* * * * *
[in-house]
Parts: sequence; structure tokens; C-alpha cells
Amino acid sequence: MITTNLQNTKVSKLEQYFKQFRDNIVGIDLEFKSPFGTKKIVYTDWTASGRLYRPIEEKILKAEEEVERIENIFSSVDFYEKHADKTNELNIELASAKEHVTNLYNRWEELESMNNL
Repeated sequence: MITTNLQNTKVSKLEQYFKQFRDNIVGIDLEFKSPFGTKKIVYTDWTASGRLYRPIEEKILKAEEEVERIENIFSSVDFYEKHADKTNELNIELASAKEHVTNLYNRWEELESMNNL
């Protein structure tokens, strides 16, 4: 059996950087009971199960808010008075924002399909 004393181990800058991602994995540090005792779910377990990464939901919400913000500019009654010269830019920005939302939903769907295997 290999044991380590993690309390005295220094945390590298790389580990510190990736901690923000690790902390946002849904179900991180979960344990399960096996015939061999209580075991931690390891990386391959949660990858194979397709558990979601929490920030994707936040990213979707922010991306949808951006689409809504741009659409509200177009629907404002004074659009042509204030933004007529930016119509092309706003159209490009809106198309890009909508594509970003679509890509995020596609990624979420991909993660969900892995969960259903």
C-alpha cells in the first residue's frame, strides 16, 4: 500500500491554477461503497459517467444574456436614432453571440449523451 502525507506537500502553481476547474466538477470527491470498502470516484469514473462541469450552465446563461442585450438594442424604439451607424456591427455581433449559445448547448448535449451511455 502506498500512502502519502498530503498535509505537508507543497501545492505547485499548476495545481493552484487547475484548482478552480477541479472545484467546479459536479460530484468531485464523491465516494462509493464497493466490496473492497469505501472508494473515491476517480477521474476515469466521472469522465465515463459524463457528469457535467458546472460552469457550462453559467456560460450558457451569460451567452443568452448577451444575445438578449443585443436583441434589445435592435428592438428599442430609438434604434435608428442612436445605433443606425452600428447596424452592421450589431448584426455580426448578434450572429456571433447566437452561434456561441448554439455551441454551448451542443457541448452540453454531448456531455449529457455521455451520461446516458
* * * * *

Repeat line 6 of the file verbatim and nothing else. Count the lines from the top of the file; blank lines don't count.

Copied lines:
C-alpha cells in the first residue's frame, strides 16, 4: 500500500491554477461503497459517467444574456436614432453571440449523451 502525507506537500502553481476547474466538477470527491470498502470516484469514473462541469450552465446563461442585450438594442424604439451607424456591427455581433449559445448547448448535449451511455 502506498500512502502519502498530503498535509505537508507543497501545492505547485499548476495545481493552484487547475484548482478552480477541479472545484467546479459536479460530484468531485464523491465516494462509493464497493466490496473492497469505501472508494473515491476517480477521474476515469466521472469522465465515463459524463457528469457535467458546472460552469457550462453559467456560460450558457451569460451567452443568452448577451444575445438578449443585443436583441434589445435592435428592438428599442430609438434604434435608428442612436445605433443606425452600428447596424452592421450589431448584426455580426448578434450572429456571433447566437452561434456561441448554439455551441454551448451542443457541448452540453454531448456531455449529457455521455451520461446516458